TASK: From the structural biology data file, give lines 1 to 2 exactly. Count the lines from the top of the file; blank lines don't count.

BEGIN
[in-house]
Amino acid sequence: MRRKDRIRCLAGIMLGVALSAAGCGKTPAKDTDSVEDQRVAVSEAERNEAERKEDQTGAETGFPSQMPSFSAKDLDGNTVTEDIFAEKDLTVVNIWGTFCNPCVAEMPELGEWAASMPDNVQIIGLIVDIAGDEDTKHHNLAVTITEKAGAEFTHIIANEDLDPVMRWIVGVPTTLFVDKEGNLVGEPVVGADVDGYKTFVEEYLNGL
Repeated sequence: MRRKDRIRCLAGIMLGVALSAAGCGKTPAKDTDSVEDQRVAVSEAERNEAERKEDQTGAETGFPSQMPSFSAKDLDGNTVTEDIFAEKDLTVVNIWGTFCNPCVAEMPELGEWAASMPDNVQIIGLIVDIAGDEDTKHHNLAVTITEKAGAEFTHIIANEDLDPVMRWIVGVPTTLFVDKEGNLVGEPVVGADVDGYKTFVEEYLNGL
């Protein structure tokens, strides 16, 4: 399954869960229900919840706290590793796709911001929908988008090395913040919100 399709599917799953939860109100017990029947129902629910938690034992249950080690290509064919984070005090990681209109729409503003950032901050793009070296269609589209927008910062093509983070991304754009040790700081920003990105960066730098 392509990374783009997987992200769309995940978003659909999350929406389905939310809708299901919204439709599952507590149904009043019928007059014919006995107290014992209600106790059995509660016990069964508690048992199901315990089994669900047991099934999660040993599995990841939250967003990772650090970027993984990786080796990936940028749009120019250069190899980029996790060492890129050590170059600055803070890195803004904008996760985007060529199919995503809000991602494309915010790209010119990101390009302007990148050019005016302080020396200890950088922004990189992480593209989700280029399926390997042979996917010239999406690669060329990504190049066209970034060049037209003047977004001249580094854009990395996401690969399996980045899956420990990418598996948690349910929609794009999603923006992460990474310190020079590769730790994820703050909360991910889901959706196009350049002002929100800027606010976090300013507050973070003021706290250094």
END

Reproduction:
[in-house]
Amino acid sequence: MRRKDRIRCLAGIMLGVALSAAGCGKTPAKDTDSVEDQRVAVSEAERNEAERKEDQTGAETGFPSQMPSFSAKDLDGNTVTEDIFAEKDLTVVNIWGTFCNPCVAEMPELGEWAASMPDNVQIIGLIVDIAGDEDTKHHNLAVTITEKAGAEFTHIIANEDLDPVMRWIVGVPTTLFVDKEGNLVGEPVVGADVDGYKTFVEEYLNGL